Life is filled with countless emotions and experiences. When things are going well, we tend to glide easily through life. However, when suffering arrives, we struggle with it. Our difficulties usually bring us to a redefining moment. They challenge the way we look at ourself and our life. Our unfulfilled plans, mistakes, doubts and disappointments are all part of sorting through our life. All our experiences are valuable in some way.
Each day, we have the opportunity to welcome whatever emerges. Life is a full range of emotion. They arise when we arrive at a place in our life that fills us with joy, happiness or laughter. Or, we could reach a crossroad in our life that is filled with sadness, tears, and discontent. Sometimes, our pain gives us reason to wonder whether we will ever be OK again. A wounded heart can be just as alarming and unwelcome as a broken arm or an illness. However, just like physical pain is a call to action, our emotional pain needs to be welcomed and given attention. Give your hurt feelings, your physical healing and your unmet needs the kind of support that allows you to more easily shift your approach in how you look at your circumstance.
Continue reading “Welcoming Our Struggles” →
“If someone comes along and shoots an arrow into your heart, it’s fruitless to stand there and yell at the person. It would be much better to turn your attention to the fact that there’s an arrow in your heart…” Pema Chodron
Have you ever had someone talk AT you?
Words coming at you!
There are times when people harbor frustration, then, without warning they harshly express what’s on their mind. Their fighting words can catch you off-guard and ignite a rattled feeling. It strikes an inner-core of familiar yet uncomfortable feelings; feelings of unworthiness or helplessness.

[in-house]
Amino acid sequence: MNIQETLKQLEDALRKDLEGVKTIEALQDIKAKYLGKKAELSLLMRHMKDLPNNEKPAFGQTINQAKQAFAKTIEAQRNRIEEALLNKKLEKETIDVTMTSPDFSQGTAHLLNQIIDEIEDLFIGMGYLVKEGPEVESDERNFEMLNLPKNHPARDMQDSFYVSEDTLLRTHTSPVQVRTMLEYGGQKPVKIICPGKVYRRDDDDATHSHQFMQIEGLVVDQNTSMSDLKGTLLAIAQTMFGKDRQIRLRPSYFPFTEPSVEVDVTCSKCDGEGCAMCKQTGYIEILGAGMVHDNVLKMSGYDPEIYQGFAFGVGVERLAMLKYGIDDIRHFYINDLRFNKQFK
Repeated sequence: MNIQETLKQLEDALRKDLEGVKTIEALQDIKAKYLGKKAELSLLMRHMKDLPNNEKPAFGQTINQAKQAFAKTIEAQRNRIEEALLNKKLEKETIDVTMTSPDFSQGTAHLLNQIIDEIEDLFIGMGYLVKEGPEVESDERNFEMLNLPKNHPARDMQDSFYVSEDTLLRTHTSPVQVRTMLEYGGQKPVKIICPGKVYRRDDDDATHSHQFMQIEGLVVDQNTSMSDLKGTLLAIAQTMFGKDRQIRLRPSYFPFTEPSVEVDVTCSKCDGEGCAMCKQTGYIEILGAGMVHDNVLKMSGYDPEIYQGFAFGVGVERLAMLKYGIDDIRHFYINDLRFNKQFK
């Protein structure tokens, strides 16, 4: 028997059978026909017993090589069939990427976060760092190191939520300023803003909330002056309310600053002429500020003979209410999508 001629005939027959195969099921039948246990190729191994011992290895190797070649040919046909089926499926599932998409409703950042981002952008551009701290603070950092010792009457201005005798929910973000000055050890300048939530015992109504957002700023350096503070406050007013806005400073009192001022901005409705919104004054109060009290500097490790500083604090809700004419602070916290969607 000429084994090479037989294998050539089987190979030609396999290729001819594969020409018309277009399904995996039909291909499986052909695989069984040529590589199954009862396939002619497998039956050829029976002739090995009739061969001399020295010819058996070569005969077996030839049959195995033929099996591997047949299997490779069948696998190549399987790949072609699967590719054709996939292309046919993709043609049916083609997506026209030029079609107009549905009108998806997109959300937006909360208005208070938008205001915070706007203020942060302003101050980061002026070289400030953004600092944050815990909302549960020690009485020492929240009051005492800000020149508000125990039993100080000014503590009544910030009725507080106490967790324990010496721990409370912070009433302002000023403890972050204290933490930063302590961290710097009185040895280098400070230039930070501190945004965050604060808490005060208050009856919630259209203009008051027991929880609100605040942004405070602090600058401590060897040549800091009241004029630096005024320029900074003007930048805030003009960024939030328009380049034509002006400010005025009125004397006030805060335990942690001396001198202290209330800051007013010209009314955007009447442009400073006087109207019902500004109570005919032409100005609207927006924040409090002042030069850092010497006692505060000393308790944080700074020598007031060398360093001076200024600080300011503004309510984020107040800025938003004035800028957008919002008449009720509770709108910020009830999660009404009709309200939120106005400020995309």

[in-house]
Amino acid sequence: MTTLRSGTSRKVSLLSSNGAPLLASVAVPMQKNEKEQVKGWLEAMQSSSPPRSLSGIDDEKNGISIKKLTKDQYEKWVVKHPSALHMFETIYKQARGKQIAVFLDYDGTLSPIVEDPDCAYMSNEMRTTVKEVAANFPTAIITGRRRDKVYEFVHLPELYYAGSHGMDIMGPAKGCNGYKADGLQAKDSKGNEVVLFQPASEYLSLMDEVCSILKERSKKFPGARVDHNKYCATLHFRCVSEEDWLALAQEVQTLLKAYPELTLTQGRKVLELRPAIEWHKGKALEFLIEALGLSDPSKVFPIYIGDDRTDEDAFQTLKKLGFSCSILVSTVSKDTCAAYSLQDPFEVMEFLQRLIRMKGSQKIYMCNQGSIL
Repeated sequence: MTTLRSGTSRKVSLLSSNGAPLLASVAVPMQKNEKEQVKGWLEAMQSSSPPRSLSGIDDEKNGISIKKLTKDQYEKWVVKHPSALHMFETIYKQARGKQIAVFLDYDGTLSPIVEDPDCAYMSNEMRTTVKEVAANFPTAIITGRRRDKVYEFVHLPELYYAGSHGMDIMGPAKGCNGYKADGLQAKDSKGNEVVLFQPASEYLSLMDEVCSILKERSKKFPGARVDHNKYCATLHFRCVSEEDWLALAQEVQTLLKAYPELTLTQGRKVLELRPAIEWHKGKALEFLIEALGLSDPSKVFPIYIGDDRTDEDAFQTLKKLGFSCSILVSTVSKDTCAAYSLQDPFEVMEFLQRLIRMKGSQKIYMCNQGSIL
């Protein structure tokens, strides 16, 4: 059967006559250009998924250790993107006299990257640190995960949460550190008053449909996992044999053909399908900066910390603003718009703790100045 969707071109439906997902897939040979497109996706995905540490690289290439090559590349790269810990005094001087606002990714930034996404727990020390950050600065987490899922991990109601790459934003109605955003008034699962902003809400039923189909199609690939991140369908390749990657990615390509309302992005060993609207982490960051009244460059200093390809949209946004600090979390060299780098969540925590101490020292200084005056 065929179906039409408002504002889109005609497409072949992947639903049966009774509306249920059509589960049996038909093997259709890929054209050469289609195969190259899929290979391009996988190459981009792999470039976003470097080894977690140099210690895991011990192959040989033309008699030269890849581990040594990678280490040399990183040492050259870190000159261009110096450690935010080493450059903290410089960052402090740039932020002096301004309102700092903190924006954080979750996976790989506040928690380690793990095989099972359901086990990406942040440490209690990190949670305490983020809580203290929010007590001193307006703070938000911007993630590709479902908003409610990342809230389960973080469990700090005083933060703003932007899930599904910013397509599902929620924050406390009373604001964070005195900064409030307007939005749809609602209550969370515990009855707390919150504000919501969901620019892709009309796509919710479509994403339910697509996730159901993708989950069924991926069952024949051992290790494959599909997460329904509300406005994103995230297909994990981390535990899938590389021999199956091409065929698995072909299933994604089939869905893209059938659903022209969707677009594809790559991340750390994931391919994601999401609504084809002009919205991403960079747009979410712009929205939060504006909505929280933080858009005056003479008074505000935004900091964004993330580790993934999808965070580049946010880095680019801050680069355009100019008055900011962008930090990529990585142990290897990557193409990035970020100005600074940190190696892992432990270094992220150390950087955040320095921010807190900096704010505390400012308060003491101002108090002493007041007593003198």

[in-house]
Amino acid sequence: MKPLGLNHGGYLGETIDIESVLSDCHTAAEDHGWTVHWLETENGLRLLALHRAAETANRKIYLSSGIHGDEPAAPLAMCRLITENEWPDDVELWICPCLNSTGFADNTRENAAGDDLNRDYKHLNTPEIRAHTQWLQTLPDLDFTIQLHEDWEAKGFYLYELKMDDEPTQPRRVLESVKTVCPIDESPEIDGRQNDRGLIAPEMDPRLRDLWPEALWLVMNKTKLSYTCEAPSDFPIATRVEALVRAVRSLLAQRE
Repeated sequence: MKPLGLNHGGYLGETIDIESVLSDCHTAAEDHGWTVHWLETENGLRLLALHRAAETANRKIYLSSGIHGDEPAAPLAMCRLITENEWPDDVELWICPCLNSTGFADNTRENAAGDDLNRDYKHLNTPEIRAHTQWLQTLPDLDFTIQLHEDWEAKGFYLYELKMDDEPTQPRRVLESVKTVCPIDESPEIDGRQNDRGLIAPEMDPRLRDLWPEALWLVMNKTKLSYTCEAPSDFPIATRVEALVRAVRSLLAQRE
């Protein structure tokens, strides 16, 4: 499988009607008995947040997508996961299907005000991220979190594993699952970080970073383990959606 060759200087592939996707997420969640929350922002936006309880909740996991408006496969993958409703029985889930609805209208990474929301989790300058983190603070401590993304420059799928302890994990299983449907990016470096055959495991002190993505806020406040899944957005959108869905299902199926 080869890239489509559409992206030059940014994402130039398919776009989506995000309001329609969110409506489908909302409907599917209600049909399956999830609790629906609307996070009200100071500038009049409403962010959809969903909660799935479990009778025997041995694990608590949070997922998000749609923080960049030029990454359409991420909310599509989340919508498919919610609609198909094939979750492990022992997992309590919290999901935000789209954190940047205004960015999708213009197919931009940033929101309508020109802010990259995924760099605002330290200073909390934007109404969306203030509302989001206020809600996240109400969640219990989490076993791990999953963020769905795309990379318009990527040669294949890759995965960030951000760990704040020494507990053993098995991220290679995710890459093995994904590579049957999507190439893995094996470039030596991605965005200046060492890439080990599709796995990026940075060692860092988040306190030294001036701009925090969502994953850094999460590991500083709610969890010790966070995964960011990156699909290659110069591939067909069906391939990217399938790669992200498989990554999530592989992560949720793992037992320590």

When you aren’t prepared for this type of criticism, you instinctively react to protect yourself. Either you get agitated and verbally retaliate, or the opposite can happen–feeling hurt and overpowered, you respond with silence.
Continue reading “Being Rattled” →
“Discontent is the first necessity of progress.”
Don’t let discontent linger for too long!
Muhammad Ali said, “Often it isn’t the mountains ahead that wear you out, it’s the pebble in your shoe.” Imagine you are walking down a pathway enjoying the beautiful scenery. At some point along the way, a little pebble gets in your shoe. After walking a few feet you realize it has become very uncomfortable. In order to continue your walk untroubled, you decide to stop a moment to remove the aggravating pebble. The discomfort was your signal to pause and adjust yourself. When you listen to your feelings of discontent, “your unhappy can make you a little bit wiser”.
Some people pay attention to that gnawing feeling, which then, motivates them to do something different about their situation. At the same time, some people get stuck in discontent. They may feel it’s a comfort zone because it’s familiar, but in reality, it’s not very comforting.
In addition, there are people that are discontent and choose to let it be acceptable. For instance, discontent with their work might feel acceptable because they have to earn an income to pay for their standard of living. Or, perhaps they are in a time-invested relationship, and they accept the discontent in order to wait for things to settle, pass over, or eventually get resolved. In these ways, they choose to learn to manage the discontent by accepting the obligation or commitment. However, the feeling of frustration, sadness or boredom is still calling for their attention to evaluate the situation.
Discontent can provide a reason to stay right where you are, or it nudges you to do something different. Remember, when you move away from the familiar, it takes some courage to adapt. This is when you need to rally your strengths, discover meaning and what fulfills your aliveness.
Take a step back. Listen. If the discontent could speak, what would it say?